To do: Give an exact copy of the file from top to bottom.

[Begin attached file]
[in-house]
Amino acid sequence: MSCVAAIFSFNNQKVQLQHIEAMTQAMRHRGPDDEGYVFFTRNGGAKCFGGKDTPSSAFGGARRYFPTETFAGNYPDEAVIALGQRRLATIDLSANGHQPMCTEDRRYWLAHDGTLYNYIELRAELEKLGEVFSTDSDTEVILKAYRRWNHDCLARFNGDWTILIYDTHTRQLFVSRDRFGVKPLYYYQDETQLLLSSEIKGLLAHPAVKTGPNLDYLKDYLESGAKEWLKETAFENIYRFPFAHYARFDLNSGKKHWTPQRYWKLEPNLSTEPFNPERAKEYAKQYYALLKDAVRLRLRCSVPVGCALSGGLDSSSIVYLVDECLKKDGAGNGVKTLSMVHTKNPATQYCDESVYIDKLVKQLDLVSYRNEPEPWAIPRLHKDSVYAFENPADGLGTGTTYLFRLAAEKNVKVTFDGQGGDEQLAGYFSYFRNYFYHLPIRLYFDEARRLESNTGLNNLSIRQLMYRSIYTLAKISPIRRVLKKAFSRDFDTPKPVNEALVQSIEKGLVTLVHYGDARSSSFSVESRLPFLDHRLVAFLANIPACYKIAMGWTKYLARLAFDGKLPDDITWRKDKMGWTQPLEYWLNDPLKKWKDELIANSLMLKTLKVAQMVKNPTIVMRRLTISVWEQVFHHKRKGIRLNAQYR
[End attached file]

[in-house]
Amino acid sequence: MSCVAAIFSFNNQKVQLQHIEAMTQAMRHRGPDDEGYVFFTRNGGAKCFGGKDTPSSAFGGARRYFPTETFAGNYPDEAVIALGQRRLATIDLSANGHQPMCTEDRRYWLAHDGTLYNYIELRAELEKLGEVFSTDSDTEVILKAYRRWNHDCLARFNGDWTILIYDTHTRQLFVSRDRFGVKPLYYYQDETQLLLSSEIKGLLAHPAVKTGPNLDYLKDYLESGAKEWLKETAFENIYRFPFAHYARFDLNSGKKHWTPQRYWKLEPNLSTEPFNPERAKEYAKQYYALLKDAVRLRLRCSVPVGCALSGGLDSSSIVYLVDECLKKDGAGNGVKTLSMVHTKNPATQYCDESVYIDKLVKQLDLVSYRNEPEPWAIPRLHKDSVYAFENPADGLGTGTTYLFRLAAEKNVKVTFDGQGGDEQLAGYFSYFRNYFYHLPIRLYFDEARRLESNTGLNNLSIRQLMYRSIYTLAKISPIRRVLKKAFSRDFDTPKPVNEALVQSIEKGLVTLVHYGDARSSSFSVESRLPFLDHRLVAFLANIPACYKIAMGWTKYLARLAFDGKLPDDITWRKDKMGWTQPLEYWLNDPLKKWKDELIANSLMLKTLKVAQMVKNPTIVMRRLTISVWEQVFHHKRKGIRLNAQYR